Why Are PG&E's Power Shutoffs So Widespread?

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Judy Aquiline, a Sonoma local, sits in the candle-lit restaurant Reel and Brand in Sonoma on Oct. 9, 2019, during a planned power outage by PG&E. (Brittany Hosea-Small/AFP via Getty Images)

Since PG&E announced that it would cut power to an estimated 800,000 customers this week due to high winds and dry conditions, people have been asking why the shutoffs are so widespread — covering large parts of Northern and Central California.

And as the power was turned off overnight Wednesday in parts of the Bay Area, some made comments like this one:

We turned to PG&E and an academic for some answers.

Stanford University's Michael Wara said the shutoffs were broad for two reasons:

1: The weather, specifically the wind. It’s the first time since the 2017 North Bay fires that we've had such a widespread offshore wind event, said Wara, director of the Climate and Energy Policy Program at Stanford's Woods Institute for the Environment.

"The conditions justify a kind of widespread shutoff as opposed to more targeted" ones, he said.

2: The grid. Californians have a right to power. If you move somewhere, an electrical company is required to power it.

“The infrastructure we have was not built with fire risk in mind," Wara said. "It was built to, especially in the rural parts and suburban parts of California that are most at risk today, serve customers cost effectively and to keep power rates low.”

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What that means in practice is that sometimes lines can take very winding routes through fire-prone areas to serve customers.

“You'll have a power line that will serve one valley and then go up and over a ridge to serve the next valley. And that means that if you have to turn that light off, you could black out both valleys in addition to the ridge top — even though the risk is only on the ridge top,” Wara said.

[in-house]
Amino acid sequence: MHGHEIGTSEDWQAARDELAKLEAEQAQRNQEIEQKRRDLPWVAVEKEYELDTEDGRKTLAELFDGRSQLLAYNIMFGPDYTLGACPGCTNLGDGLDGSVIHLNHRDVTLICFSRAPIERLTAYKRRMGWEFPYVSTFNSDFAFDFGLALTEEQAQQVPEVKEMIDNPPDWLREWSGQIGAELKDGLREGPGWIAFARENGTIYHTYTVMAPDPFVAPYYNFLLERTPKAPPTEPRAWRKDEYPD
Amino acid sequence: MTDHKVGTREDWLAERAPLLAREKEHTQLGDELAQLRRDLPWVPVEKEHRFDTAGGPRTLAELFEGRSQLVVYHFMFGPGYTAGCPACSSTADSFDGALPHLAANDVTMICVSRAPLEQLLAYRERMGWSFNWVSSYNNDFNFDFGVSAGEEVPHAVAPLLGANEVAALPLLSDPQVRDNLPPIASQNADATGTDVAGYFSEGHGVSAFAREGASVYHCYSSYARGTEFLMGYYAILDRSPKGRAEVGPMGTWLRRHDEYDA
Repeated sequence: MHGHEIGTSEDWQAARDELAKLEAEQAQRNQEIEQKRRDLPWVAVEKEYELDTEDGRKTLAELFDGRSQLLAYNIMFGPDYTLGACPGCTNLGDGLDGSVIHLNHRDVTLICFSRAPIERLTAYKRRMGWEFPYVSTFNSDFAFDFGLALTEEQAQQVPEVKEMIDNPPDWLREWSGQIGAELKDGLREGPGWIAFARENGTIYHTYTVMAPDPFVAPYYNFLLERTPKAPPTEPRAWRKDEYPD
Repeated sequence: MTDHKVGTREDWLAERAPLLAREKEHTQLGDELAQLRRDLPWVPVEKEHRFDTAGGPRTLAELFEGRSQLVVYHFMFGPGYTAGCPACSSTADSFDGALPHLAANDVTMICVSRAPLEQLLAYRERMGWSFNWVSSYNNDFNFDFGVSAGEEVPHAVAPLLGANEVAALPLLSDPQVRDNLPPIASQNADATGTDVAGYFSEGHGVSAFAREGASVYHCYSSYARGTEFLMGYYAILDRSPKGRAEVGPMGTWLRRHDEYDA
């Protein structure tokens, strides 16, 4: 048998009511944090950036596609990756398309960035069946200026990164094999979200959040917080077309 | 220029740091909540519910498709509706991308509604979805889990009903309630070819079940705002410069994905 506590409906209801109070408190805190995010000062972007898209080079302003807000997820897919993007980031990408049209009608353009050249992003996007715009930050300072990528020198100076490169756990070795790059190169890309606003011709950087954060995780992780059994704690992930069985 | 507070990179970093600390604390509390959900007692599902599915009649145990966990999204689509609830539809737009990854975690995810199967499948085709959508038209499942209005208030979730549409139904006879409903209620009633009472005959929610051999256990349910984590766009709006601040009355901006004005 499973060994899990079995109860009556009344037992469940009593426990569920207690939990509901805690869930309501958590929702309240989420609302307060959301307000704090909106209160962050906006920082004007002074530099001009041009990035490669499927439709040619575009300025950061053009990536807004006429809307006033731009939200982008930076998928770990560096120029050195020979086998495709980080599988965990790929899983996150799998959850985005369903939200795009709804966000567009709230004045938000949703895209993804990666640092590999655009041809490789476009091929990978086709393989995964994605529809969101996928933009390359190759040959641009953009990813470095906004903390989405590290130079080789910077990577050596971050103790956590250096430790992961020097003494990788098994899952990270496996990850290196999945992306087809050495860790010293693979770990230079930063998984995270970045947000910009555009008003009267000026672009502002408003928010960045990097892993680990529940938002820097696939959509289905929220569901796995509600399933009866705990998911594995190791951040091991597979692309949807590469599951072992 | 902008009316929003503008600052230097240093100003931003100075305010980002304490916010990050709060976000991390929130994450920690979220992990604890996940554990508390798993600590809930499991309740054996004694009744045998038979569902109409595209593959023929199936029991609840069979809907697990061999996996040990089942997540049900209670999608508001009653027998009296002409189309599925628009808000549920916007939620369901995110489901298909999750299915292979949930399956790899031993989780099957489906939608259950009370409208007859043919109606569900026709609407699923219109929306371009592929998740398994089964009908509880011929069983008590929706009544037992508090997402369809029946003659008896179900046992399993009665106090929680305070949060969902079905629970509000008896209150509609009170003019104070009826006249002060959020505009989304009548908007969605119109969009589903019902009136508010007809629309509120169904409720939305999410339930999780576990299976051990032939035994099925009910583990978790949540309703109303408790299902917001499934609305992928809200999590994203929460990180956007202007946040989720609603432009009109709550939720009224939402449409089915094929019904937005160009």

PG&E spokesman Paul Doherty said the weather was a driver, noting that the National Weather Service had issued red flag warnings over the past few days across PG&E service areas from near the Oregon border down to Bakersfield in Kern County.

Still, it was "very possible" that people may be affected by a power shutoff even though they're not experiencing extreme weather conditions, he added.

"This is because the electric system relies on power lines working together to provide electricity across cities, counties and regions," Doherty said.

Due to changing weather forecasts, PG&E on Thursday decreased the number of customers expected to have their power cut in Kern County, from 43,000 customers to 4,000.

Last year, California's utility regulator and Cal Fire set new standards in high-fire threat areas for utilities. They created special maps to identify those zones, taking into account areas with high winds and that are prone to burn. Utilities are required to audit their lines more frequently and have wider clearance areas in those high fire threat areas.